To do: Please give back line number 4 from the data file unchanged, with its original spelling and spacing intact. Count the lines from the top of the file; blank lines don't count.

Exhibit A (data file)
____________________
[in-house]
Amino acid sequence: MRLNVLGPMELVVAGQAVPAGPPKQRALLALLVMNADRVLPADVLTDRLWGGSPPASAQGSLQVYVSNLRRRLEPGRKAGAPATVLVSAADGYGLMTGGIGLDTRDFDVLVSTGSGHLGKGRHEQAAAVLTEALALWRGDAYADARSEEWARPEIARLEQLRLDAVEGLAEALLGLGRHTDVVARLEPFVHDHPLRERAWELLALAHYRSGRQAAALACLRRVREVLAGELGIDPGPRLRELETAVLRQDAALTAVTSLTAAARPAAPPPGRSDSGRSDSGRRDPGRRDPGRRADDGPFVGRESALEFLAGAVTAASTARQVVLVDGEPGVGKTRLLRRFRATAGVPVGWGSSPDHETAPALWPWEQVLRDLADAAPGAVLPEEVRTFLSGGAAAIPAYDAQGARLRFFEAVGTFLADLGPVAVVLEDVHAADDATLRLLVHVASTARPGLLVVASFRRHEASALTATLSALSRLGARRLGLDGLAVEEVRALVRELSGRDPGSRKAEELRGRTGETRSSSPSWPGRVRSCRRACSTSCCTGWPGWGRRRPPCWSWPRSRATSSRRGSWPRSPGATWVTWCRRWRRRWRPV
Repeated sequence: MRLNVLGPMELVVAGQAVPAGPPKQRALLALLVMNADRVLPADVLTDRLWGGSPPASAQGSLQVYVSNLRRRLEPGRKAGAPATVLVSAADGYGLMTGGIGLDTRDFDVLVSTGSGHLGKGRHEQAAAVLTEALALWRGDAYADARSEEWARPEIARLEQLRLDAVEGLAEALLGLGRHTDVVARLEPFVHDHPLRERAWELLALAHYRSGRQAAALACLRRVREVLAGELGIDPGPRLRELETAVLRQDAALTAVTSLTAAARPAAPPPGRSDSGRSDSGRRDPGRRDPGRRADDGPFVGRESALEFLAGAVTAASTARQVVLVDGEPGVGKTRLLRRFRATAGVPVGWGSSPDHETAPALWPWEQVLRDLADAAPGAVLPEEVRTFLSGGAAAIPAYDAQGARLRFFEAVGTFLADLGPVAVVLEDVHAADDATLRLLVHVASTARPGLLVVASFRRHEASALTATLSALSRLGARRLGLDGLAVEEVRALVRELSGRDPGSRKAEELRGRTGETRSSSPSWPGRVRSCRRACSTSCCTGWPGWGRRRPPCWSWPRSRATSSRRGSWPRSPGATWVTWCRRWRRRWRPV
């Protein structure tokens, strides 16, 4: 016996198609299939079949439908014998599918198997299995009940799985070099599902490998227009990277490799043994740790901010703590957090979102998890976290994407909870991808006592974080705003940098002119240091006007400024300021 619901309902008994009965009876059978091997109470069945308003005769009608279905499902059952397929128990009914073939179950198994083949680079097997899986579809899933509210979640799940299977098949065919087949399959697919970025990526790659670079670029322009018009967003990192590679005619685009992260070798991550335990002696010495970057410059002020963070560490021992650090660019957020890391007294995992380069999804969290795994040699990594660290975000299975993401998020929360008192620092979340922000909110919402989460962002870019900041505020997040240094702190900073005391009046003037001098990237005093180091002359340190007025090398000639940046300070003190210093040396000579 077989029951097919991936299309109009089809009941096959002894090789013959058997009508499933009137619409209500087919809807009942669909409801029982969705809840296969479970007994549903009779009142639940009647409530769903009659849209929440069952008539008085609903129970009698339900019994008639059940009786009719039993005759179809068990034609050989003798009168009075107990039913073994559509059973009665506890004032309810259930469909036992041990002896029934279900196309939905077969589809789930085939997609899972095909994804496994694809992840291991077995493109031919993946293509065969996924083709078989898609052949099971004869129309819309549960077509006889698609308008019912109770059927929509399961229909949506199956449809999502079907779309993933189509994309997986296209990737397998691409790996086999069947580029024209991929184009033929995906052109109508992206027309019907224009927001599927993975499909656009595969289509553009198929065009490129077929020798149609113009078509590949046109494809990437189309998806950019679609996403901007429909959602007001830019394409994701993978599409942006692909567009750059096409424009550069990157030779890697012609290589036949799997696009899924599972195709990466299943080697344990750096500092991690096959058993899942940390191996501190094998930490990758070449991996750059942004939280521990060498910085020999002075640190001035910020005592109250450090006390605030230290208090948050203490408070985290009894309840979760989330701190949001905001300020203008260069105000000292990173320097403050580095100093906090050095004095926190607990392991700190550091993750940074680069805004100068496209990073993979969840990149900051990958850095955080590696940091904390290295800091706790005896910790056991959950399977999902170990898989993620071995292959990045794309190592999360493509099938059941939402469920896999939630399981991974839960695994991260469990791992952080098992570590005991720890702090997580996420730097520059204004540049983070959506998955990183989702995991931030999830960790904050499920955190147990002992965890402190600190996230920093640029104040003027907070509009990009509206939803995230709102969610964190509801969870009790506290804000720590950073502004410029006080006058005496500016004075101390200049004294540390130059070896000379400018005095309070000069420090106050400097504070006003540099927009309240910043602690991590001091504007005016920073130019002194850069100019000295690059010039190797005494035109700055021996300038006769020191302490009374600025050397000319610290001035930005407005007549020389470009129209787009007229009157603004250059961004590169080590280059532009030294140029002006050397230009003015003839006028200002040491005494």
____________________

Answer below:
């Protein structure tokens, strides 16, 4: 016996198609299939079949439908014998599918198997299995009940799985070099599902490998227009990277490799043994740790901010703590957090979102998890976290994407909870991808006592974080705003940098002119240091006007400024300021 619901309902008994009965009876059978091997109470069945308003005769009608279905499902059952397929128990009914073939179950198994083949680079097997899986579809899933509210979640799940299977098949065919087949399959697919970025990526790659670079670029322009018009967003990192590679005619685009992260070798991550335990002696010495970057410059002020963070560490021992650090660019957020890391007294995992380069999804969290795994040699990594660290975000299975993401998020929360008192620092979340922000909110919402989460962002870019900041505020997040240094702190900073005391009046003037001098990237005093180091002359340190007025090398000639940046300070003190210093040396000579 077989029951097919991936299309109009089809009941096959002894090789013959058997009508499933009137619409209500087919809807009942669909409801029982969705809840296969479970007994549903009779009142639940009647409530769903009659849209929440069952008539008085609903129970009698339900019994008639059940009786009719039993005759179809068990034609050989003798009168009075107990039913073994559509059973009665506890004032309810259930469909036992041990002896029934279900196309939905077969589809789930085939997609899972095909994804496994694809992840291991077995493109031919993946293509065969996924083709078989898609052949099971004869129309819309549960077509006889698609308008019912109770059927929509399961229909949506199956449809999502079907779309993933189509994309997986296209990737397998691409790996086999069947580029024209991929184009033929995906052109109508992206027309019907224009927001599927993975499909656009595969289509553009198929065009490129077929020798149609113009078509590949046109494809990437189309998806950019679609996403901007429909959602007001830019394409994701993978599409942006692909567009750059096409424009550069990157030779890697012609290589036949799997696009899924599972195709990466299943080697344990750096500092991690096959058993899942940390191996501190094998930490990758070449991996750059942004939280521990060498910085020999002075640190001035910020005592109250450090006390605030230290208090948050203490408070985290009894309840979760989330701190949001905001300020203008260069105000000292990173320097403050580095100093906090050095004095926190607990392991700190550091993750940074680069805004100068496209990073993979969840990149900051990958850095955080590696940091904390290295800091706790005896910790056991959950399977999902170990898989993620071995292959990045794309190592999360493509099938059941939402469920896999939630399981991974839960695994991260469990791992952080098992570590005991720890702090997580996420730097520059204004540049983070959506998955990183989702995991931030999830960790904050499920955190147990002992965890402190600190996230920093640029104040003027907070509009990009509206939803995230709102969610964190509801969870009790506290804000720590950073502004410029006080006058005496500016004075101390200049004294540390130059070896000379400018005095309070000069420090106050400097504070006003540099927009309240910043602690991590001091504007005016920073130019002194850069100019000295690059010039190797005494035109700055021996300038006769020191302490009374600025050397000319610290001035930005407005007549020389470009129209787009007229009157603004250059961004590169080590280059532009030294140029002006050397230009003015003839006028200002040491005494």